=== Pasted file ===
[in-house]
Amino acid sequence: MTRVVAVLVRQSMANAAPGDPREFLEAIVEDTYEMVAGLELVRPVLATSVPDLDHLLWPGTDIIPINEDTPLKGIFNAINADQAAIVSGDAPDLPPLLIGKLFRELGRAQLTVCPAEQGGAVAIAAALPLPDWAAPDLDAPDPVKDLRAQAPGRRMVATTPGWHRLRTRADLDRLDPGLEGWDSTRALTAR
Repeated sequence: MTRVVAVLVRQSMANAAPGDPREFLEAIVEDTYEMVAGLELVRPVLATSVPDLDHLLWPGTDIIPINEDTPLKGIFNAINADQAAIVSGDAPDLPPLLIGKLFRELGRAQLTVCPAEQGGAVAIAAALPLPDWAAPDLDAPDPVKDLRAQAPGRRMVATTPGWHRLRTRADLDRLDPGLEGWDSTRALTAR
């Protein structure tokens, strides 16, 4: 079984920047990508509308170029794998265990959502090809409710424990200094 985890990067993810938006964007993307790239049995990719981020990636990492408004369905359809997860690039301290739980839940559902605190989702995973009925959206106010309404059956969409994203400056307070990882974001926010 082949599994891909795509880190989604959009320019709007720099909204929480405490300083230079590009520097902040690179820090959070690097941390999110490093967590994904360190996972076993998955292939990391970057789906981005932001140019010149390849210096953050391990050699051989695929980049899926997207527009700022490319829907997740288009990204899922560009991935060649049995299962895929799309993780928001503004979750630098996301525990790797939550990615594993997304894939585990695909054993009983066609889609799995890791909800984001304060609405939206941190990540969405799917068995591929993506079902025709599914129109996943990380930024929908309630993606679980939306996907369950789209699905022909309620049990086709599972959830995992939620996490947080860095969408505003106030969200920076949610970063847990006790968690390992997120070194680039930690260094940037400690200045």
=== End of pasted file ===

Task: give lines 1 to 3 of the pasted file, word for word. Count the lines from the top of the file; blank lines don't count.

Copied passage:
[in-house]
Amino acid sequence: MTRVVAVLVRQSMANAAPGDPREFLEAIVEDTYEMVAGLELVRPVLATSVPDLDHLLWPGTDIIPINEDTPLKGIFNAINADQAAIVSGDAPDLPPLLIGKLFRELGRAQLTVCPAEQGGAVAIAAALPLPDWAAPDLDAPDPVKDLRAQAPGRRMVATTPGWHRLRTRADLDRLDPGLEGWDSTRALTAR
Repeated sequence: MTRVVAVLVRQSMANAAPGDPREFLEAIVEDTYEMVAGLELVRPVLATSVPDLDHLLWPGTDIIPINEDTPLKGIFNAINADQAAIVSGDAPDLPPLLIGKLFRELGRAQLTVCPAEQGGAVAIAAALPLPDWAAPDLDAPDPVKDLRAQAPGRRMVATTPGWHRLRTRADLDRLDPGLEGWDSTRALTAR